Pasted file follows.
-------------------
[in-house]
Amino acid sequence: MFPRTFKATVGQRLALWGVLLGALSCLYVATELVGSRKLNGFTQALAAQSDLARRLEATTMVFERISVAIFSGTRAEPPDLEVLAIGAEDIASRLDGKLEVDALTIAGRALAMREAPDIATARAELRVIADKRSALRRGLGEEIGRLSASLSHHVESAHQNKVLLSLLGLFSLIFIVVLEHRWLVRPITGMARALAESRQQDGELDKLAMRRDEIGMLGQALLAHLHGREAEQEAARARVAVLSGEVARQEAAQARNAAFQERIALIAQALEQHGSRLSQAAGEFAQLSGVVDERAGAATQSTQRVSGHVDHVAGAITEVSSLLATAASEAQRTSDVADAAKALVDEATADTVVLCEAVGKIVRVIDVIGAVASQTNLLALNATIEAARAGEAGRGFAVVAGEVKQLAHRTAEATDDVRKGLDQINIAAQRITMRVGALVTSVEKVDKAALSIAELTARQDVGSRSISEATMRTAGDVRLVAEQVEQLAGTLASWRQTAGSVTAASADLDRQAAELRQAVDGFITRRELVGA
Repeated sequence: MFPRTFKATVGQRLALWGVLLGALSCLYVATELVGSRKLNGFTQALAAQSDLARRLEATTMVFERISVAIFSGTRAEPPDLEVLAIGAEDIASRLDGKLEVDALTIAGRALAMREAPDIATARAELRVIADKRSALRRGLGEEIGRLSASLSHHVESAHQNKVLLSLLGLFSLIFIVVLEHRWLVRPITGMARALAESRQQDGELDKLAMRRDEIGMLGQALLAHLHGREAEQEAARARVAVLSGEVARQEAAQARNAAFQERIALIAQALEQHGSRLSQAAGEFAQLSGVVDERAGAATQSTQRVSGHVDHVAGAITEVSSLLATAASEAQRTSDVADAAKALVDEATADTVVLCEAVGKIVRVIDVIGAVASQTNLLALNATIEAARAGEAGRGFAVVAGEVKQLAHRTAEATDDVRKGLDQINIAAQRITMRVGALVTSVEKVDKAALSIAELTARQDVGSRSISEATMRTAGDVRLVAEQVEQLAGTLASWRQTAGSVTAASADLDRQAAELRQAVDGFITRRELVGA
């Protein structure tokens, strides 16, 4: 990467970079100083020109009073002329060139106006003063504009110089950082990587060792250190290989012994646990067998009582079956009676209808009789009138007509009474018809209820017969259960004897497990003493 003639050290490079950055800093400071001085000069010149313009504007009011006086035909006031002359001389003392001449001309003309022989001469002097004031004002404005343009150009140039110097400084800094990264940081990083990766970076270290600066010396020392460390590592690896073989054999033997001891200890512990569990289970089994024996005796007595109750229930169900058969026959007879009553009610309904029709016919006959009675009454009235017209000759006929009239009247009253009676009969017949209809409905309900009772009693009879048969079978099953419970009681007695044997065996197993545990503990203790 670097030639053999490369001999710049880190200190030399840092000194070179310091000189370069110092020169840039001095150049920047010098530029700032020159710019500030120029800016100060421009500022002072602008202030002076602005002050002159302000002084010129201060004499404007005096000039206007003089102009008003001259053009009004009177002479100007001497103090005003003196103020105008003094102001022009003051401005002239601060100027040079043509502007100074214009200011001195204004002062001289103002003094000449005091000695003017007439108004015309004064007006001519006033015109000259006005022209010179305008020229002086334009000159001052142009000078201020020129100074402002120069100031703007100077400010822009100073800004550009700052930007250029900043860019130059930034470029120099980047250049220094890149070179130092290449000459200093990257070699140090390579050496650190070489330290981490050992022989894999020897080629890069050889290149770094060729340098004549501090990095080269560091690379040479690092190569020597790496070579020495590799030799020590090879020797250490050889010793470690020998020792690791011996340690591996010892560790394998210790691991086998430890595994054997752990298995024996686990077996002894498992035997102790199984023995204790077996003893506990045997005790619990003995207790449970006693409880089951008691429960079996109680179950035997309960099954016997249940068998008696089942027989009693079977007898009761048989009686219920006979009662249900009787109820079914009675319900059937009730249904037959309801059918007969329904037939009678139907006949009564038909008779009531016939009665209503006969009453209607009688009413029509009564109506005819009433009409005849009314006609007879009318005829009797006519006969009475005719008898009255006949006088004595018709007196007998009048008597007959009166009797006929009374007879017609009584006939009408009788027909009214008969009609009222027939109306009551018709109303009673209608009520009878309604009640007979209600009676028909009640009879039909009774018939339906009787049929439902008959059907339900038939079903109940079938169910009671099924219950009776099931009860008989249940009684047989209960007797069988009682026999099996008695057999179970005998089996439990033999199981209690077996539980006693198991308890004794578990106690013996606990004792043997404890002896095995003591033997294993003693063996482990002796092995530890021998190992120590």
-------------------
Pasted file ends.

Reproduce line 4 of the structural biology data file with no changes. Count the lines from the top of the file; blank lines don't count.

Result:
């Protein structure tokens, strides 16, 4: 990467970079100083020109009073002329060139106006003063504009110089950082990587060792250190290989012994646990067998009582079956009676209808009789009138007509009474018809209820017969259960004897497990003493 003639050290490079950055800093400071001085000069010149313009504007009011006086035909006031002359001389003392001449001309003309022989001469002097004031004002404005343009150009140039110097400084800094990264940081990083990766970076270290600066010396020392460390590592690896073989054999033997001891200890512990569990289970089994024996005796007595109750229930169900058969026959007879009553009610309904029709016919006959009675009454009235017209000759006929009239009247009253009676009969017949209809409905309900009772009693009879048969079978099953419970009681007695044997065996197993545990503990203790 670097030639053999490369001999710049880190200190030399840092000194070179310091000189370069110092020169840039001095150049920047010098530029700032020159710019500030120029800016100060421009500022002072602008202030002076602005002050002159302000002084010129201060004499404007005096000039206007003089102009008003001259053009009004009177002479100007001497103090005003003196103020105008003094102001022009003051401005002239601060100027040079043509502007100074214009200011001195204004002062001289103002003094000449005091000695003017007439108004015309004064007006001519006033015109000259006005022209010179305008020229002086334009000159001052142009000078201020020129100074402002120069100031703007100077400010822009100073800004550009700052930007250029900043860019130059930034470029120099980047250049220094890149070179130092290449000459200093990257070699140090390579050496650190070489330290981490050992022989894999020897080629890069050889290149770094060729340098004549501090990095080269560091690379040479690092190569020597790496070579020495590799030799020590090879020797250490050889010793470690020998020792690791011996340690591996010892560790394998210790691991086998430890595994054997752990298995024996686990077996002894498992035997102790199984023995204790077996003893506990045997005790619990003995207790449970006693409880089951008691429960079996109680179950035997309960099954016997249940068998008696089942027989009693079977007898009761048989009686219920006979009662249900009787109820079914009675319900059937009730249904037959309801059918007969329904037939009678139907006949009564038909008779009531016939009665209503006969009453209607009688009413029509009564109506005819009433009409005849009314006609007879009318005829009797006519006969009475005719008898009255006949006088004595018709007196007998009048008597007959009166009797006929009374007879017609009584006939009408009788027909009214008969009609009222027939109306009551018709109303009673209608009520009878309604009640007979209600009676028909009640009879039909009774018939339906009787049929439902008959059907339900038939079903109940079938169910009671099924219950009776099931009860008989249940009684047989209960007797069988009682026999099996008695057999179970005998089996439990033999199981209690077996539980006693198991308890004794578990106690013996606990004792043997404890002896095995003591033997294993003693063996482990002796092995530890021998190992120590």